In Stephenson v. Amica Mutual Insurance Co., a man suffered permanent physical injuries when he was struck by an automobile while riding his bicycle. Following the collision, the man filed a demand letter seeking $100,000 in damages with the provider of his underinsured-motorist coverage. After the injured man’s automobile insurance company denied his claim, he filed a lawsuit in a Florida court against the insurer and the driver who struck him, seeking more than $15,000. In response, the automobile insurance company filed a number of discovery requests that the injured man apparently ignored.
After the bicyclist settled his case against the Florida motorist, the insurance company filed a motion to remove the lawsuit to federal court based upon diversity of citizenship. In order to remove a case to federal court on this basis, the parties to a lawsuit must be citizens of different states, and the amount in controversy must exceed $75,000. In addition to filing its motion, the insurance company also submitted a request to the injured man asking him to admit that the amount in controversy did not exceed $75,000. After the bicyclist refused to answer because the question “invaded the province of the jury,” the case was removed to the Middle District of Florida in Orlando.
Not long after the personal injury case was removed to federal court, the injured man filed a motion to remand the case back to state court based on a lack of timeliness and a failure to meet the amount in controversy threshold. The Orlando court stated removal is proper when a case that was filed in state court could have initially been brought in federal court. According to the court, the injured man’s demand letter demonstrated the amount in controversy exceeded $75,000. The Orlando court also said the allegations in the man’s complaint did not provide enough information to determine the actual amount in controversy. After that, the Middle District of Florida held that the amount in controversy exceeded the jurisdictional threshold based on “judicial experience and common sense.”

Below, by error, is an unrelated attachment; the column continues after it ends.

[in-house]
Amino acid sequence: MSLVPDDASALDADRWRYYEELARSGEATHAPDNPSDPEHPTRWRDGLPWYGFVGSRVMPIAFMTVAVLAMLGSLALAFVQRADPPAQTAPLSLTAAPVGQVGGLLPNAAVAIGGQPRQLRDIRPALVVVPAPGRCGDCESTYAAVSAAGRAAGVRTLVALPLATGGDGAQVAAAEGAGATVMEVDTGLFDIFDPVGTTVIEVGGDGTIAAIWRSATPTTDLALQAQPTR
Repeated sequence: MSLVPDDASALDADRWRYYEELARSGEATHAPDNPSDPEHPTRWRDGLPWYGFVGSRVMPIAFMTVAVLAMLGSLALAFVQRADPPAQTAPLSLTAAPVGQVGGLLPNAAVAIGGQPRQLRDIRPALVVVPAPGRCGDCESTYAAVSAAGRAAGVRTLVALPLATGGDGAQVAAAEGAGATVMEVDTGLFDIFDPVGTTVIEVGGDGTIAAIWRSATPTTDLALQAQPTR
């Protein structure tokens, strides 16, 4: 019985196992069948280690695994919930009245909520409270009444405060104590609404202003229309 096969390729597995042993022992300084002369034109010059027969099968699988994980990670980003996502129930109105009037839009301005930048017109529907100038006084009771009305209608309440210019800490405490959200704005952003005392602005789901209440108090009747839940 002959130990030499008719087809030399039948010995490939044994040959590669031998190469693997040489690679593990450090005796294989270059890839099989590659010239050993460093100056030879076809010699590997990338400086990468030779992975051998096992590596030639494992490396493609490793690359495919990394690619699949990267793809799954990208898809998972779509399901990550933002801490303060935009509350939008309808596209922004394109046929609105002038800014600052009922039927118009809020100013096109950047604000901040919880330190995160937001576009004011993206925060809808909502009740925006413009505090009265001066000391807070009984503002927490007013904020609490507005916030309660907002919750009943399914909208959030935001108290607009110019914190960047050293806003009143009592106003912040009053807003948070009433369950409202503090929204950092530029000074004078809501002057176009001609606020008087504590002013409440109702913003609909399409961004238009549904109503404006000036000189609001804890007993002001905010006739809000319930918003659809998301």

Next, the federal court said 28 U.S.C. § 1446(b) provides that a removal notice may be filed within 30 days after a party to a lawsuit becomes aware a case is removable. The court stated the man’s settlement with the Florida driver who struck him did not trigger the 30-day removal period because the insurer was not yet served with notice of the parties’ agreement. Finally, the Orlando court denied the injured bicyclist’s motion to remand the lawsuit back to state court.
If you were hurt in a Miami bicycle or pedestrian accident, you may be entitled to recover financial compensation for your harm. The knowledgeable lawyers at Friedman, Rodman & Frank, P.A. help motor vehicle and other injury accident victims recover fair compensation based on the extent of their harm. To discuss your case with a caring personal injury lawyer, do not hesitate to contact Friedman, Rodman & Frank, P.A. through our website or call us today at (305) 448-8585.
Stephenson v. Amica Mutual Insurance Co., Dist. Court, MD Florida 2014
More Blog Posts
Florida’s Fifth District Court of Appeals Holds Man Must Litigate Injury Case Separately From Bad-Faith Insurance Claim: GEICO Casualty Co. v. Barber, August 18, 2014, South Florida Personal Injury Lawyers Blog
Southern District of Florida Dismisses Mesothelioma Lawsuit Against Manufacturing Company: Rothchild v. Crane Co., August 14, 2014, South Florida Personal Injury Lawyers Blog